Documentary commissioned by Rolex explores the need for ocean conservation


File photo showing marine scientist and 2019 Rolex Awards laureate Emma Camp searching for resilient corals that might save the Great Barrier Reef. Photo: Rolex

As fashion embraces sustainability, more efforts are being taken to spread awareness on the subject. Rolex's latest endeavour is a documentary telling the story of ocean conservation.

Perpetual Planet: Heroes Of The Oceans brought together legendary oceanographer Sylvia Earle with a cast of pioneering marine scientists. Produced by BBC Studios’ science unit, it focuses on the work being undertaken across the planet to protect the oceans’ fragile ecosystems.

Read more: 2021 Watch Novelties: Rolex pushes boundaries with new designs

Rolex commissioned this documentary as part of its Perpetual Planet initiative to support those devising solutions to the earth’s environmental challenges.

It derives from the watchmaker’s legacy as a company that has traditionally fostered exploration for the sake of discovery. However, today’s explorers are increasingly concerned about the balance of our planet’s ecosystems.

Thus, Rolex is championing these explorers and their dedication to conservation of the environment.

Passion for conservation

Earle, founder of Mission Blue – a partner in Perpetual Planet – narrates the documentary. It was released online on the Rolex website, as well as broadcasted on National Geographic channels.

Perpetual Planet: Heroes Of The Oceans features the work of six marine scientists, five of whom are Rolex Award laureates – Emma Camp, Michel Andre, Kerstin Forsberg, Brad Norman and Vreni Haussermann; Angelique Pouponneau, who is a Mission Blue champion for the Seychelles; and Ghislain Bardout, co-founder and director of the Under The Pole expeditions.

Read more: With the new Oyster Perpetual watches, Rolex attempts to perfect perfection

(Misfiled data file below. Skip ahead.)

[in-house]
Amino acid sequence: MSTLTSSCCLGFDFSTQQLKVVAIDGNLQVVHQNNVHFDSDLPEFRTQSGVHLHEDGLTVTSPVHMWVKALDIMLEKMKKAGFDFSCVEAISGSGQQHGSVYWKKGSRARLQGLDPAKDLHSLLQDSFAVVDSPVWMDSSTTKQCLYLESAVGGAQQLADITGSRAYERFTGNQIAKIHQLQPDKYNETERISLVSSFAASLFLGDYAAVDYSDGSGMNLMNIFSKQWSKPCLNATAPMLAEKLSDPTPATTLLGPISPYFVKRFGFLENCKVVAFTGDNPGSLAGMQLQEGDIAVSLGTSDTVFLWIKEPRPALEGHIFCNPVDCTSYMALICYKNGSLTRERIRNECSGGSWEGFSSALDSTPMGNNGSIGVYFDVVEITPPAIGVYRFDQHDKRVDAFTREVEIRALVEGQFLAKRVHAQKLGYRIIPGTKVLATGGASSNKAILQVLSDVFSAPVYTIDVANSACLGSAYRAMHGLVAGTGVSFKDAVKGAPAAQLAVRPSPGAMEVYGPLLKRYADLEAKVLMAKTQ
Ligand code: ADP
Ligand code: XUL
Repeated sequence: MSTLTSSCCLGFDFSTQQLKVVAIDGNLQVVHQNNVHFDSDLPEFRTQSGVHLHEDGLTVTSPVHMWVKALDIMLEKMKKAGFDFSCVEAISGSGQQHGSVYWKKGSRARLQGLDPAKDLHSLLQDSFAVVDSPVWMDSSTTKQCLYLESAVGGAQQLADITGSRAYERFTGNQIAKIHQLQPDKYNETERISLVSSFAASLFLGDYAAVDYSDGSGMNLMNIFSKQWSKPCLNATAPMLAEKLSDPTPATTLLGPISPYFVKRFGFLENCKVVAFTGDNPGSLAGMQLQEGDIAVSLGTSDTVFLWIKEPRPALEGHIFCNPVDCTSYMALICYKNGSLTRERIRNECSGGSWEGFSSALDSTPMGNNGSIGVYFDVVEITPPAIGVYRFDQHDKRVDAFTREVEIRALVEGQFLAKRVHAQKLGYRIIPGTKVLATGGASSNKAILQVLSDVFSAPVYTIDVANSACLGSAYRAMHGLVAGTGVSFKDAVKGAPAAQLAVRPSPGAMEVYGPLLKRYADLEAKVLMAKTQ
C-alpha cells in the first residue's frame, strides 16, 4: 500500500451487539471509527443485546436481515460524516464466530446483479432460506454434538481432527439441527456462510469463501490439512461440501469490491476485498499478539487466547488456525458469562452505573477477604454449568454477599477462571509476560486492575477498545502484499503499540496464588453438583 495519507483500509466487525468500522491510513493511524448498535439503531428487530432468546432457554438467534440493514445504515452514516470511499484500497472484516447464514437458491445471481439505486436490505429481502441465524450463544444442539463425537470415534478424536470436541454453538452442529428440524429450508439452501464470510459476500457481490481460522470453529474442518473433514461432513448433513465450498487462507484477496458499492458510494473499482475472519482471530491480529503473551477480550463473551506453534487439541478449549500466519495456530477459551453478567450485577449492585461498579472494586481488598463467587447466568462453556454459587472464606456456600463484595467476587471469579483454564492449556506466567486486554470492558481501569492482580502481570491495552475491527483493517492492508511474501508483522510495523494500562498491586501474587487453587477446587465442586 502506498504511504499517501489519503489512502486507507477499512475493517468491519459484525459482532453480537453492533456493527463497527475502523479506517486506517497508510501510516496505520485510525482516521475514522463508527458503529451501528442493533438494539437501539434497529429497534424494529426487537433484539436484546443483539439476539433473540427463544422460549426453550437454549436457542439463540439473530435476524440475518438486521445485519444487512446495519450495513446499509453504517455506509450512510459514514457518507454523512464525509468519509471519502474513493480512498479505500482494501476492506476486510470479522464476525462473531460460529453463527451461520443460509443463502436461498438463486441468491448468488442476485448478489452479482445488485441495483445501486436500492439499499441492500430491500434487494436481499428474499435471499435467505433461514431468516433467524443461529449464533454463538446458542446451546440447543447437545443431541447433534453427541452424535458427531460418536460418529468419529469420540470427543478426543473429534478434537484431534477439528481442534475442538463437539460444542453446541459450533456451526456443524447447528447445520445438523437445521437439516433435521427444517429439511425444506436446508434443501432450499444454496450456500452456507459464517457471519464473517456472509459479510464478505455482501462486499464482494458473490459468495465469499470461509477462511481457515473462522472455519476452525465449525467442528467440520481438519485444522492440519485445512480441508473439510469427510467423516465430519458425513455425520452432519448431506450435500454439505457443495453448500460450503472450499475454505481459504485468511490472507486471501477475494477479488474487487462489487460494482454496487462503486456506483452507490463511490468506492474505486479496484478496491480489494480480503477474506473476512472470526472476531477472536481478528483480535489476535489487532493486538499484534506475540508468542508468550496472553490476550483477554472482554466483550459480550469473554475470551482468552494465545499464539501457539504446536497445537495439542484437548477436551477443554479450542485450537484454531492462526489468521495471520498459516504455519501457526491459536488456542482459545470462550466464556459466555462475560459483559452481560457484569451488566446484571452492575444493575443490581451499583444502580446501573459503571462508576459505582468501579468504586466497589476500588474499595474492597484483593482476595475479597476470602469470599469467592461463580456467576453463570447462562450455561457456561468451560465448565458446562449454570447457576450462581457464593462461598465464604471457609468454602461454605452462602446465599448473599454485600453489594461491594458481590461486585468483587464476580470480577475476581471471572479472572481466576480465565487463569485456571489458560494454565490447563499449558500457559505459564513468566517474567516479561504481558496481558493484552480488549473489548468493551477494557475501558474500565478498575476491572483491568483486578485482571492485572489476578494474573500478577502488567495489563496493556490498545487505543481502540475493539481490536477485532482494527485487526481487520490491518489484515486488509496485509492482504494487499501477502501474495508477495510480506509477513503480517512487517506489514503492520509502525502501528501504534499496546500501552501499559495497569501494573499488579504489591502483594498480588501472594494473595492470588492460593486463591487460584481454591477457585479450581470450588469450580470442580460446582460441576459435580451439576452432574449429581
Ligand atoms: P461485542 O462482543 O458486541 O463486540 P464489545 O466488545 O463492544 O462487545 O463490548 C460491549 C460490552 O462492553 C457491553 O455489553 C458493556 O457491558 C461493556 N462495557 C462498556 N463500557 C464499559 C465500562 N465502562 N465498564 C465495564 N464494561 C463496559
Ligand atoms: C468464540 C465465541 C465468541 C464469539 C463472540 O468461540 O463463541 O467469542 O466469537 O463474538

Over the course of the hour-long documentary, viewers are immersed in a spectacular underwater world, discovering the challenges our oceans face today and the solutions that can be taken to make a real change.

According to the press release, almost a third of ocean life has been destroyed due to climate change and human activity.

Earle however, remains hopeful: “Each of us can make a difference in inspiring others. With passion, curiosity and hope, anyone can change everything. We can create a Perpetual Planet for generations to come.”

Article type: metered
User Type: anonymous web
User Status:
Campaign ID: 46
Cxense type: free
User access status: 3
   

Next In Style

Slow stroll for Milan Fashion Week as menswear shows make a return
Lingerie brand tries to redefine what's sexy for women with new ambassadors
Tunku Kamariah debuts her inaugural solo exhibition
Fashion embraces virtual products, as Gen Zs value them more than physical ones
Refugees in Paris with an eye on fashion and a colourful story to tell
Seasonless or not, fashion trends are now reflecting our changed lifestyle Premium
Grammy-winning DJ Diplo puts his own spin on a well-recognised footwear
Fashion in the fast lane? Luxury carmaker launches 'couture' collection
Finding his path: The other side of Datuk Seri Bernard Chandran Premium
The bucket hat was once thought of as fashionably uncool, not anymore

Stories You'll Enjoy


Vouchers